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NECAPS Are Out…

September 25, 2010

…and our schools are still terrible. 

I have been pointing out since before no tax impact kindergarten was passed that the longer kids are in the Timberlane schools, the worse they perform academically.  This year’s NECAP results once again support this observation.  Our high school has been categorized as SINI (School In Need of Improvement) for Reading and Restructuring/Level 5 for Math.  The math designation means that our high school has not made AYP for the sixth year (it’s a really, really, really bad school — bottom 5%).  Our middle school is nearly as bad.  Its math status is Restructure Planning/Level 4 which means it has not made AYP for the fifth year (also bottom 5% of schools).  All elementary schools except Pollard have been designated acceptable (not designated as in need of improvement).  Pollard is SINI Year 1 for both math and reading.  If you live in Plaistow, chances are your student has never attended an acceptable school.  And we are paying $15k/year for that.

That’s the bottom line.  I urge you to examine the school report cards (as well as your student’s individual assessment) to understand how bad our schools are.  Be sure to attend the Tuesday 9/28/2010 when ‘experts’ from SAU 55 and the NH DoE try to convince us that there is no need to test our high schoolers.

Report Cards

  • TRHS Reading:SINI Year 2 Math:Restructuring/Level 5 AYP: No/No
  • TRMS Reading:Acceptable Math:Restructuring/Level 4 AYP: Yes/No
  • Atkinson Reading:Acceptable Math:Acceptable AYP: No/No
  • Danville Reading:Acceptable Math:Acceptable AYP: Yes/Yes
  • Pollard Reading:SINI Year 1 Math:SINI Year 1 AYP: No/No
  • Sandown Central Reading:Acceptable Math:Acceptable AYP: No/Yes
  • Sandown North Reading:Acceptable Math:Acceptable AYP: Yes/Yes

What do the designations mean?

  • School In Need of Improvement (SINI) Designation. A school is designated as in need of improvement (SINI) when it does not make AYP for two consecutive years in the same performance indicator (i.e. Reading, Mathematics, Attendance Rate/Graduation Rate). A school can be designated for multiple areas at the same time. The school in need of improvement (SINI) designation is removed once the school has made AYP for two consecutive years in the same indicator that caused the designation.
  • Acceptable. A school or district not designated as in need of improvement.
  • SINI/DINI Year 1. A sanction for a school or school district not making AYP for two consecutive years in the same performance indicator. The term “Year 1” does not indicate the number of years the school or district may have been in need of improvement; the term indicates the sanction level of the school or district.
  • SINI/DINI Year 2. A sanction for a school or district in need of improvement that has not made AYP for the third time in the indicator causing the original designation.
  • Corrective Action/Level 3. A sanction for a school or district in need of improvement that has not made AYP for the fourth time in the indicator causing the original designation. Note: Title I schools and districts are subject to federal sanctions under the No Child Left Behind Act as well as state sanctions; non-Title I schools and districts are subject to only state sanctions. At this sanction level, Title I schools and districts enter Corrective Action.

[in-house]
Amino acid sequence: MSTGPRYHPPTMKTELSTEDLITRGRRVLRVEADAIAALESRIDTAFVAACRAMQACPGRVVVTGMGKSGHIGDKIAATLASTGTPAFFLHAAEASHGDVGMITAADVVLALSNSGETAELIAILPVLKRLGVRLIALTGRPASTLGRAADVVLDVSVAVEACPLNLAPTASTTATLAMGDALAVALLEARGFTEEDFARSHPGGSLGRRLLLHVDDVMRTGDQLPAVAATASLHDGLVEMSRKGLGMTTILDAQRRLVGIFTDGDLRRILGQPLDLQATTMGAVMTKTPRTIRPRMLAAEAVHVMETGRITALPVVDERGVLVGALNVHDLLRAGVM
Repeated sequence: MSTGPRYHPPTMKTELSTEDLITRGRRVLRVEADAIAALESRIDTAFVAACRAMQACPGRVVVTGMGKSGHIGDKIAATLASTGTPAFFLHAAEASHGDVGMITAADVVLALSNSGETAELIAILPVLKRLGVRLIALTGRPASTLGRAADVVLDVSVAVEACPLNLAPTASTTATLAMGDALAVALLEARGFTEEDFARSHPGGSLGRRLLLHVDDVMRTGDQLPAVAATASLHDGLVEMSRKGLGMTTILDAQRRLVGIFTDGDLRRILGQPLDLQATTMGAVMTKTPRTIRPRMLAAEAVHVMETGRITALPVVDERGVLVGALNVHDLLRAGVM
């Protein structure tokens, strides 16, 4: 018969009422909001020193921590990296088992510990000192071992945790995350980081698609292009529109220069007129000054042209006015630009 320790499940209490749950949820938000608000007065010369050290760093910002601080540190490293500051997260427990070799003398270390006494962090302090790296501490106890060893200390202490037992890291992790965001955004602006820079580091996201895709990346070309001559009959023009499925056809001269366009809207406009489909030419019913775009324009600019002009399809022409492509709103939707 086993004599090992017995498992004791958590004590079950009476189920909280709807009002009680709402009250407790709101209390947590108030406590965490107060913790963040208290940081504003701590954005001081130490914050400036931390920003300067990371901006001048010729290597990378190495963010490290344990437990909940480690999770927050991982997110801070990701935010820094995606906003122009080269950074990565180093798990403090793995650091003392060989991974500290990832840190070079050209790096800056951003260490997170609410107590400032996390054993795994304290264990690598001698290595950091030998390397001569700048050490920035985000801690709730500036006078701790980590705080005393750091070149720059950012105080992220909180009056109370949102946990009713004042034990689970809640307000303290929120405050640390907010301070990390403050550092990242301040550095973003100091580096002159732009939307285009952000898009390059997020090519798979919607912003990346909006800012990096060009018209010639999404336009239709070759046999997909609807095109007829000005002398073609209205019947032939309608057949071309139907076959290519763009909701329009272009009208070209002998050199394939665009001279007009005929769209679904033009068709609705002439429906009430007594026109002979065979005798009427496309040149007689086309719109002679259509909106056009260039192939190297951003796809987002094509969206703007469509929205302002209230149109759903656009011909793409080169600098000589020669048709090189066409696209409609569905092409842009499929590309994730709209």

• Restructure Planning/Level 4. The restructuring (planning year) sanction applies only to Title I schools that have not made AYP for the fifth year in the indicator causing the original designation.
  • Restructuring/Levels 5 and 6. The restructuring (implementation year) sanction applies only to Title I schools that have not made AYP for the sixth year (Level 5) or seventh year (Level 6) in the indicator causing the original designation.

Aren’t all schools struggling?

No.  Despite the rationalizations spewed by the SAU staff, our schools are particularly bad.  These spinmasters talk about cohorts, subgroups, and internal metrics, but there is only one important measurement — how much do the kids know when they get out of high school.

The answer is: not much.

For the last year tested, our 67% of our 11th graders were proficient or better in reading, 31% were proficient or better in mathematics, and 40% were proficient or better in writing.   Compared to third graders testes in the same year of whom 83% were proficient or better in reading and 86% proficient or better in mathematics.

In 2006, these 11th graders were tested as 8th graders.  Before being subjected to our high school, they 73% were proficient or better in reading, 53% were proficient of better in mathematics, and 56% were proficient or better in writing.

My theory is very simple.  Pollard is a terrible school.  Because Social Engineering Principles will not allow the schools to stigmatize these kids, the middle school lowers its teaching standards to the level of the incoming Pollard kids.  After three years of inclusiveness, none of the kids are ready for a high school education.

A new building isn’t going to fix this.  Getting rid of Big Tests isn’t going to help.  We need new teachers, a new curriculum, and a new calendar that has the kids learning the right things from good teachers 180 full days per year.

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